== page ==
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Use PowerShell to find list of installed software quickly

by | Jan 13, 2021

In certain situations, we may need to check the list of installed software and its version and for this, we can make use of PowerShell.

Here at Bobcares, we have seen several such PowerShell related queries as part of our Server Management Services for web hosts and online service providers.

Today, we’ll take a look at how to get the list of all installed software using PowerShell.


PowerShell: Check installed software list locally

Now let’s see how our Support Engineers list the installed software locally.

Generally, we make use of Programs and Features in the Control Panel. Or browse all disk partitions in search of a specific app.

Checking the installed software versions by using PowerShell allows gathering data that we need much quicker.


1. Get installed software list with Get-WmiObject

In this method, we simply paste a simple query:

Get-WmiObject -Class Win32_Product

Also, we can filter the data to find specific applications from a single vendor, together with their versions, for example:

Get-WmiObject -Class Win32_Product | where vendor -eq CodeTwo | select Name, Version

This method is quite easy. But it has a downside that it takes quite a while to return the results.


2. Query registry for installed software

Another method is querying the registry to get the list of installed software. Here is a short script that returns the list of applications together with their versions:

$InstalledSoftware = Get-ChildItem "HKLM:\Software\Microsoft\Windows\CurrentVersion\Uninstall"
foreach($obj in $InstalledSoftware){write-host $obj.GetValue('DisplayName') -NoNewline; write-host " - " -NoNewline; write-host $obj.GetValue('DisplayVersion')}

The above command will list all the software installed on the LM – local machine. However, applications can be installed per user as well. To return a list of applications of the currently logged user, we change HKLM to HKCU (CU stands for “current user”):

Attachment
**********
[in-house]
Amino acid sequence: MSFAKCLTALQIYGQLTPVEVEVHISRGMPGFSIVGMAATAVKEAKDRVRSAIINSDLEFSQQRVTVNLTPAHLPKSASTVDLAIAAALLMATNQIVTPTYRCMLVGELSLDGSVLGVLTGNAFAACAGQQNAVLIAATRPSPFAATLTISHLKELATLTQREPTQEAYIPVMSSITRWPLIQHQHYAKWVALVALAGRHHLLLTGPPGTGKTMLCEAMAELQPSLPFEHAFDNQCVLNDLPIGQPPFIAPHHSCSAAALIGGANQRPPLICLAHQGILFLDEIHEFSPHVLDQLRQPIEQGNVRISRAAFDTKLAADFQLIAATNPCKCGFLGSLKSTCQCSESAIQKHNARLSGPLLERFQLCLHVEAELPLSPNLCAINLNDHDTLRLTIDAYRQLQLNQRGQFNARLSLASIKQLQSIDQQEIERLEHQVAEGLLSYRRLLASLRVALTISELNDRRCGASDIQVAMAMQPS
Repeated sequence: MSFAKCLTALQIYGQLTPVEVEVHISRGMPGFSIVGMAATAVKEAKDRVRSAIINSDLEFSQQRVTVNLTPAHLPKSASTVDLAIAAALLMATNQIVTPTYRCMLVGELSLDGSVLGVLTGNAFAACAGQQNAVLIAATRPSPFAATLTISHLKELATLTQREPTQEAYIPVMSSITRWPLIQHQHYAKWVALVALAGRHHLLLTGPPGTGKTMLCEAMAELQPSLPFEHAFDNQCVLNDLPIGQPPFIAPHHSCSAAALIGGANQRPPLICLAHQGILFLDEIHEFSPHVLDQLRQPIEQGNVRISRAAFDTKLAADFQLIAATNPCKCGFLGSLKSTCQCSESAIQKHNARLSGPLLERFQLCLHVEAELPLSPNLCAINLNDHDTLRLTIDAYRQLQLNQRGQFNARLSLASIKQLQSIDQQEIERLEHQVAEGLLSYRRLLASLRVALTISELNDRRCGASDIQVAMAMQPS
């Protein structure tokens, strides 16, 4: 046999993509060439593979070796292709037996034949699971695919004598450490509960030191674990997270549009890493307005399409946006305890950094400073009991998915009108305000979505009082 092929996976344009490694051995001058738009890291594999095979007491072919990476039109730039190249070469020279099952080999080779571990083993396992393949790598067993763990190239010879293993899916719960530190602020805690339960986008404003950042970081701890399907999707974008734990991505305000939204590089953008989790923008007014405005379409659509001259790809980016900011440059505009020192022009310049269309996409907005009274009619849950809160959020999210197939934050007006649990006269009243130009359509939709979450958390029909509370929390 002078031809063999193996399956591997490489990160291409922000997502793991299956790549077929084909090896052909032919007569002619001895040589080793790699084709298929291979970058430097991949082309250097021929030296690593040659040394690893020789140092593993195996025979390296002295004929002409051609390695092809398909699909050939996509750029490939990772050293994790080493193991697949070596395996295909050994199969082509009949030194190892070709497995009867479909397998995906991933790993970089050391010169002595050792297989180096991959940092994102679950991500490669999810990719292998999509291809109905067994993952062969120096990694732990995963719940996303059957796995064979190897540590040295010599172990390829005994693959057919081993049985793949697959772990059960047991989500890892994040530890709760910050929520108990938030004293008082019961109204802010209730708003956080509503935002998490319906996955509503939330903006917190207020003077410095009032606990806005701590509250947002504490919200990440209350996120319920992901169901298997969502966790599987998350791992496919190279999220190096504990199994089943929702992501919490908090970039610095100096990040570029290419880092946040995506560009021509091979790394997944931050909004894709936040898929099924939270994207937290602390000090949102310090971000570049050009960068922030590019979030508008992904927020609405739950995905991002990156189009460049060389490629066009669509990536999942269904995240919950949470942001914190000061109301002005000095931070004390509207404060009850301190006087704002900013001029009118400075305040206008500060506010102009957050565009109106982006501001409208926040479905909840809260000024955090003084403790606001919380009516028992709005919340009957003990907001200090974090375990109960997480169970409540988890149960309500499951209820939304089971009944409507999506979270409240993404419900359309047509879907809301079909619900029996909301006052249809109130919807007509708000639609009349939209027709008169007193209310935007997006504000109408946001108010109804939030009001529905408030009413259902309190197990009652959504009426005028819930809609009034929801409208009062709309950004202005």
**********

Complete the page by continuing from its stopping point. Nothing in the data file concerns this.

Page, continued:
$InstalledSoftware = Get-ChildItem "HKCU:\Software\Microsoft\Windows\CurrentVersion\Uninstall"
foreach($obj in $InstalledSoftware){write-host $obj.GetValue('DisplayName') -NoNewline; write-host " - " -NoNewline; write-host $obj.GetValue('DisplayVersion')}


3. Getting the list of recently installed software from the Event Log

To check only the recently installed software, we use the following cmdlet to search through the Event Log.

Get-WinEvent -ProviderName msiinstaller | where id -eq 1033 | select timecreated,message | FL *


PowerShell: Get a list of installed software remotely

It is possible to remotely find the list of installed software on other machines. For that, we need to create a list of all the computer names in the network. Here are the different methods that we can use within a Foreach loop to return results from more than a single remote PC.

$pcname in each script stands for the name of the remote computer on which we want to get a list of installed software and their versions.


1. Get installed software list with remote Get-WmiObject command

The below cmdlet is the easiest one but can take some time to finish:

Get-WmiObject Win32_Product -ComputerName $pcname | select Name,Version

where $pcname is the name of the computer we want to query.


2. Check installed software with remote registry query

Remote registry queries are slightly more complicated and require the Remote Registry service to be running. A sample query is as follows:

Foreach ($key in $SubKeys){
$obj = New-Object PSObject
$obj | Add-Member -MemberType NoteProperty -Name "ComputerName" -Value $pcname
$obj | Add-Member -MemberType NoteProperty -Name "DisplayName" -Value $($thisSubKey.GetValue("DisplayName"))
$obj | Add-Member -MemberType NoteProperty -Name "DisplayVersion" -Value $($thisSubKey.GetValue("DisplayVersion"))
$list += $obj
$list | where { $_.DisplayName } | select ComputerName, DisplayName, DisplayVersion | FT


3. Check recently installed software list from the Event Log remotely

We can check a user’s event log remotely by adding a single attribute (-ComputerName) to the cmdlet used before:

Get-WinEvent -ComputerName $pcname -ProviderName msiinstaller | where id -eq 1033 | select timecreated,message | FL *


Check if a GPO-deployed software was applied successfully

If we apply a certain software version via GPO, then we can easily check if this GPO was successfully applied to a user or not. All we need is the GPResult tool and names of the target computer and user:

gpresult /s "PCNAME" /USER "Username" /h "Target location of the
HTML report"

Finally, we look for the GPO name and check if it is present under Applied GPOs or Denied GPOs.

[Need any further assistance with PowerShell queries? – We are here to help you.]



Today, we saw how our Support Engineers get the list of all installed software using PowerShell.


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